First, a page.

Animism A primitive belief whereby animate and inanimate things are held to possess an innate soul. Webster's II New College Dictionary
While followers of the Japanese Shinto religion may have believed that only natural objects contained life and spirit, Natasha V. sees it as her job to summon these elements in every product she shoots.
"Product photography tends to be dry and not so exciting, so I just try to add something a little bit more to each of the products I shoot; I do my best to turn a dead object into an animated thing and get it to look alive," says Toronto-based Natasha V.
Finding the right personality to bestow on the product she's shooting is usually Natasha's biggest challenge. It requires a great deal of collaboration by the photographer and creative director. Fortunately, it comes naturally to Natasha. According to Tracy Jones, creative director for Yield Integrated Communications, and a repeat client of Natasha, "It's really nice to work with someone who's very strong creatively and, at the same time, has a rare openness about her that allows her to ensure that the client is seeing the picture that's inside his or her head, as well." Once the look is settled upon, Jones says, "It's a matter of getting out of the way as creative director and letting Natasha make it come to life."
Take the image of the overcoat (top, right) taken for Toro, a Toronto-based magazine. Together, the creative director and Natasha had to decide who would wear the overcoat, which happened to be part of a new series of similar men's wear. The answer was someone very powerful and strong, someone who feels good about himself, they deduced. Now comes the next hardest part: creating a personality using just the products. "We came up with the idea of laying out a complete outfit—using several of the new clothing items—and using that strong top light to give our deflated man a look of authority."
A Compact Workspace
But not every shoot gets "laid out" so perfectly. The amount of creative freedom Natasha is allocated for individual assignments varies and the process of getting to the final image unfolds in different ways. "Sometimes clients will come to me and say, ‘Okay, this is the story lets see what you do with it,' but there are other times they say, ‘We want to target this specific audience, and we want this particular look,'" says Natasha. As it happens, some of her favorite products to shoot are perfumes and cosmetics because "you can not have 100-percent control over how you style them." Natasha says, "You can crush an eyeshadow, but you won't be able to predict how it will break apart."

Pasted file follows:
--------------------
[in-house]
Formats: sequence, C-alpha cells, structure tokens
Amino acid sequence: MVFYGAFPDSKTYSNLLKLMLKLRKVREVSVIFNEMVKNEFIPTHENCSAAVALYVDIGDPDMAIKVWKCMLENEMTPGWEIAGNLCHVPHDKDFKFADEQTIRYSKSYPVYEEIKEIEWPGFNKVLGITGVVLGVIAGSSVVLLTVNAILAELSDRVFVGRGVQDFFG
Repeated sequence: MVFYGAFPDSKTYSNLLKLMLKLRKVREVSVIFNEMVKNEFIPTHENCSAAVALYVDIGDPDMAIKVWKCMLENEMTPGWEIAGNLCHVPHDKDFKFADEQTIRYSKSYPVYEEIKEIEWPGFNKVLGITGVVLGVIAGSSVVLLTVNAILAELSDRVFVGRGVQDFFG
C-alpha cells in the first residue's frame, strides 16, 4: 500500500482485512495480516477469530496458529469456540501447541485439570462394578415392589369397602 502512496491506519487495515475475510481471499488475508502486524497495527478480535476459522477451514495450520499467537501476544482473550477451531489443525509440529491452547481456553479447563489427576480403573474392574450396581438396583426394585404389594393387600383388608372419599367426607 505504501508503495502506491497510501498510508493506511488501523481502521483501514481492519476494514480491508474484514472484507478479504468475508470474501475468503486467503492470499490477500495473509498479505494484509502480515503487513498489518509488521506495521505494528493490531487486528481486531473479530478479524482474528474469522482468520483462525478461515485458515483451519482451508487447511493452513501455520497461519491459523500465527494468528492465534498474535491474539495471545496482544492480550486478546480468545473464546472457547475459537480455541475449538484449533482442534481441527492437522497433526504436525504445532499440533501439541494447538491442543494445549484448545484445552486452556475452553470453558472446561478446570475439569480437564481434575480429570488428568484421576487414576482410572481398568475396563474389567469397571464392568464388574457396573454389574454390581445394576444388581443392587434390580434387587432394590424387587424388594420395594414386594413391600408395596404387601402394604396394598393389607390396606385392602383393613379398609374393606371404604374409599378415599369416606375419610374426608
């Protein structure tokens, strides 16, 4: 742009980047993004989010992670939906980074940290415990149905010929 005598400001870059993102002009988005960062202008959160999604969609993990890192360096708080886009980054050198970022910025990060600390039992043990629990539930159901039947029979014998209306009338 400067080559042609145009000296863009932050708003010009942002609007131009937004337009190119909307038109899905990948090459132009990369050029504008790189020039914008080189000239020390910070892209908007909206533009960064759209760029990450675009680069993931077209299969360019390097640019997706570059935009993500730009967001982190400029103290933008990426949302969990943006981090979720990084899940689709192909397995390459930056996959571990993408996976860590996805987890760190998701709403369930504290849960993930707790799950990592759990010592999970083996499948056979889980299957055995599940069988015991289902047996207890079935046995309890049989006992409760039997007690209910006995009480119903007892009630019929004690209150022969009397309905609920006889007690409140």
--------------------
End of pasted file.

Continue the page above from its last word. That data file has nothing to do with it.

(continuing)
Therefore, her assignment from Cossette, an advertising agency in Toronto, was a welcome one. She was asked to create an atypical look for their Quo Cosmetics account campaign (gearbox). The creative director she was working with was also female "so it was really just two girls on the set playing with cosmetics," says Natasha. "We had fun experimenting to try and create something visually striking. We smudged the lipstick over and over, and a lot of the lines looked good, but only one of them looked amazing."
When permitted to do so, Natasha will juxtapose subject matter to add life and personality to the product she's shooting. According to Jones, she has quite a talent for this. "Natasha has a knack for putting two things together so they are more interesting than the individual parts that went into it. She'll pair a squid with mandarin oranges and it will create something a little quirky and bent that you really want to keep looking at."
And whether the products are playful or pricey, it's always appropriate. For example, the white space chair with red interior (p. 39) was an amazingly beautiful, but highly recognizable, object, so Natasha wanted to shoot in a way that would really make people stop and think or laugh. "Just by adding flippers to the shot it created a totally different feel for the chair," says Natasha. Not to mention it leaves an entire person sitting in scuba gear to the imagination.
She also did this for the portfolio image of the Christian Louboutin shoe that opens this article. "You know that shoe was almost a thousand dollars, so I added jewels to exaggerate the richness of the object itself," says Natasha. She shot the image using her Mamiya RZ with a Phase One back, Speedotron lights in Chimera softboxes, and a Profoto Ringlight.
Success in site
While Natasha's unique approach is what ultimately sells clients like Bell, Toro, Colgate, Fashion, and Quo Cosmetics, her website, www.Natashav.com is what usually gets her shoe in the door. Just last year it received the award for best website in Applied Arts and according to Natasha, it's usually the first contact potential clients have with her images. Volunteering her secret, Natasha says, "I think photographers tend to put images together to be viewed as someone flipping through a magazine or portfolio would view them, but you have to make it feel more like your site visitor is walking through a gallery." She also admits to putting a lot of her own personality into the site; the ketchup-bottle loading bar and catchy French-accented music just sings Natasha—literally.
Currently, she is working with Dan Lim on a 16-page promotion piece to appear in Applied Arts, which will be distributed throughout North America. Not only is she looking forward to the increased distribution, but the project will be one of the first to allow her the creative freedom to include human elements—such as body parts—in her images. Now there's an easier way to add life!